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Wednesday, 22 June 2016

The Rise of the Corporatocracy

Graham Vanbergen
ICH

June 21, 2016 "Information Clearing House" - "European Financial Review" - Transnational corporations are wreaking havoc on financial, economic, social and ecological systems in a creeping colonisation of public life where just 147 organisations now controls 40 per cent of global trade.

We all have a feeling that something is not quite right any more. We know there is a creeping colonisation of public life by corporations because we know a slow motion coup d’├ętat is taking place by transnational organisations facilitated by our political leaders. The incontrovertible proof stares at us in the face every day with wave after wave of financial, economic, social and ecological crisis.

A clear and troublesome picture of corporate power has emerged in recent years where rising inequality is now simply the distinction of expanding corporate activity and those being left behind.

A study in 2000 by Corporate Watch, Global Policy Forum and the Institute for Policy Studies (IPS) revealed some alarming facts about a rising corporatocracy that should have been brought to heel by western government’s years ago. Instead, corporations are now literally at the helm.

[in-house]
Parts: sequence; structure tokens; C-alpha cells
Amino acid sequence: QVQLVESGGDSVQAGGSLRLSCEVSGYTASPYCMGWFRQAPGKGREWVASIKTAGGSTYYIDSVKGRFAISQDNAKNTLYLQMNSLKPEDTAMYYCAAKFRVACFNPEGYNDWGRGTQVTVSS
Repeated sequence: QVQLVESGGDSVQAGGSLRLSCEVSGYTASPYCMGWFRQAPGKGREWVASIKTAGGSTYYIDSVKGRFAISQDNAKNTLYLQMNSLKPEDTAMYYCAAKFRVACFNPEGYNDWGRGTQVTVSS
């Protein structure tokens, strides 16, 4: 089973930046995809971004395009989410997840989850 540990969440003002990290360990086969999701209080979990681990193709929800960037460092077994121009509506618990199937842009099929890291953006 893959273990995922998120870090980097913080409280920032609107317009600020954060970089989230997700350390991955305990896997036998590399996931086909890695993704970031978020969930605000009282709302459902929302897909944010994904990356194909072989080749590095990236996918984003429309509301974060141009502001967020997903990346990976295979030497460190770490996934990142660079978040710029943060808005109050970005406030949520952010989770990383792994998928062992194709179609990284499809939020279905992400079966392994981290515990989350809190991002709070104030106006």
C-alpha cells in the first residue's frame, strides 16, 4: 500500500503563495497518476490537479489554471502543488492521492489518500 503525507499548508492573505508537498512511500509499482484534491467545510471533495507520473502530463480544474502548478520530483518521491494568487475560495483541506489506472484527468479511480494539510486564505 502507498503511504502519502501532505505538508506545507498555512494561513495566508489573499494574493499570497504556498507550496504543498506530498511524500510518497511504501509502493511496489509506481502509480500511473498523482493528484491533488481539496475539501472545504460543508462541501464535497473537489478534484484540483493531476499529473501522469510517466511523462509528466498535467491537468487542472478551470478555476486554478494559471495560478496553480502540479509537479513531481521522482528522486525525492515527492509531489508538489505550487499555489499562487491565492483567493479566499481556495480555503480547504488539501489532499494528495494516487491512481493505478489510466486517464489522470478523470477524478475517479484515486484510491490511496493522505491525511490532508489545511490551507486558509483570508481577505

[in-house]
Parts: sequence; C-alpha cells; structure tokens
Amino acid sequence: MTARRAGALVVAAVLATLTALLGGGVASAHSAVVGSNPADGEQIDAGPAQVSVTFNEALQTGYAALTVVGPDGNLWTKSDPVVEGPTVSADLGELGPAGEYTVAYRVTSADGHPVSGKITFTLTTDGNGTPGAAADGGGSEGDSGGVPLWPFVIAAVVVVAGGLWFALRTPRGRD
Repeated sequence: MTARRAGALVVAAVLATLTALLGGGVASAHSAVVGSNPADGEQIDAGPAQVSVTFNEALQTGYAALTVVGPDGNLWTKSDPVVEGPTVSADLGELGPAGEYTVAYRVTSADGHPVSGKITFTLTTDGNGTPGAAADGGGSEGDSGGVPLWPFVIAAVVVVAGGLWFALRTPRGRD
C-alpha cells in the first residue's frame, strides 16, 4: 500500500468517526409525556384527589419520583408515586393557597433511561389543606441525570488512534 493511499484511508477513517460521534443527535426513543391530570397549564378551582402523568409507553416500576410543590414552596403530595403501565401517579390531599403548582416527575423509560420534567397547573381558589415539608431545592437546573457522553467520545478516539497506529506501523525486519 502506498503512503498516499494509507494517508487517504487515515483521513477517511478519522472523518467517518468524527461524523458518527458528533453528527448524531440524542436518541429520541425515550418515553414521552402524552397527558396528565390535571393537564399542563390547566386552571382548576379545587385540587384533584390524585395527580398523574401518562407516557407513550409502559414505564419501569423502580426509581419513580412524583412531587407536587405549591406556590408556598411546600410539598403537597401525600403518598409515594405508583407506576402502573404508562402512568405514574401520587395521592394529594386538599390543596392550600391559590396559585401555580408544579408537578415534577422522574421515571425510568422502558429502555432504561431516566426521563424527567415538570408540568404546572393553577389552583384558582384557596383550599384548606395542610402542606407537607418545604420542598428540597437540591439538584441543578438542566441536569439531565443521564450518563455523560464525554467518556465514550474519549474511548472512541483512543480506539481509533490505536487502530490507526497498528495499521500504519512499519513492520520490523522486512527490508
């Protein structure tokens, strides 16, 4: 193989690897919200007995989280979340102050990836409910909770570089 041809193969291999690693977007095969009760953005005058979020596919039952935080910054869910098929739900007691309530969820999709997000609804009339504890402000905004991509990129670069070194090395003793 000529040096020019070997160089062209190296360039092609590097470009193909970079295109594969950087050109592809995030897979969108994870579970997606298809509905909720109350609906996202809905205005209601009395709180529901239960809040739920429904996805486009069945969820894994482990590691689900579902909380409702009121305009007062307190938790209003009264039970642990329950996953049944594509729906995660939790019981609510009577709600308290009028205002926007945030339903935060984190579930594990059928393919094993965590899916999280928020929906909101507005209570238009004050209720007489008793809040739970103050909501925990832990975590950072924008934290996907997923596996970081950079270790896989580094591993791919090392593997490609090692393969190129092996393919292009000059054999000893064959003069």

At the turn of the millennia this study confirmed that whilst there were around 40,000 worldwide corporations, just 200 had true global reach and influence. These colossal organisations, many larger than national economies controlled well over one quarter of global economic activity whilst 80 per cent of the world’s population were either left out completely, marginalised or were net losers as a direct result of their activities.1

The decade long IPS study made for very uncomfortable reading. The most alarming amongst a long list of culpability is that as corporate profits soared – wealth concentration followed, and it did so in an environment of stagnating workers wages.

For perspective, the report highlighted that of the 100 largest economies in the world, 51 were corporations; only 49 were countries. Wal-Mart for example, was bigger than 161 countries. Mitsubishi was larger than the fourth most populous nation on earth: Indonesia. General Motors was bigger than Denmark. Ford was bigger than South Africa.

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